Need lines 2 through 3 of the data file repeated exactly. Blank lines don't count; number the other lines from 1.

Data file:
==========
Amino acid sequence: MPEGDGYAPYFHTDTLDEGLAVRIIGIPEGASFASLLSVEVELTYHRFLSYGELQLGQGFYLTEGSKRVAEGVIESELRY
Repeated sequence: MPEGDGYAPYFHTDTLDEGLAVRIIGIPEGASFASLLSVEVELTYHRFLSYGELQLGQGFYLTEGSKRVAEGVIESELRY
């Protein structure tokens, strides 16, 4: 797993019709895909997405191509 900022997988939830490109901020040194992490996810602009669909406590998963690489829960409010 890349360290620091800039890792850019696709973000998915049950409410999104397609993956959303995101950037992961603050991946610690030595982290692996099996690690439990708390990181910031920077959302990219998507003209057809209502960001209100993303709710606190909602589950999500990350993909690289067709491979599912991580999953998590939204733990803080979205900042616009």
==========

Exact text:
Repeated sequence: MPEGDGYAPYFHTDTLDEGLAVRIIGIPEGASFASLLSVEVELTYHRFLSYGELQLGQGFYLTEGSKRVAEGVIESELRY
């Protein structure tokens, strides 16, 4: 797993019709895909997405191509 900022997988939830490109901020040194992490996810602009669909406590998963690489829960409010 890349360290620091800039890792850019696709973000998915049950409410999104397609993956959303995101950037992961603050991946610690030595982290692996099996690690439990708390990181910031920077959302990219998507003209057809209502960001209100993303709710606190909602589950999500990350993909690289067709491979599912991580999953998590939204733990803080979205900042616009």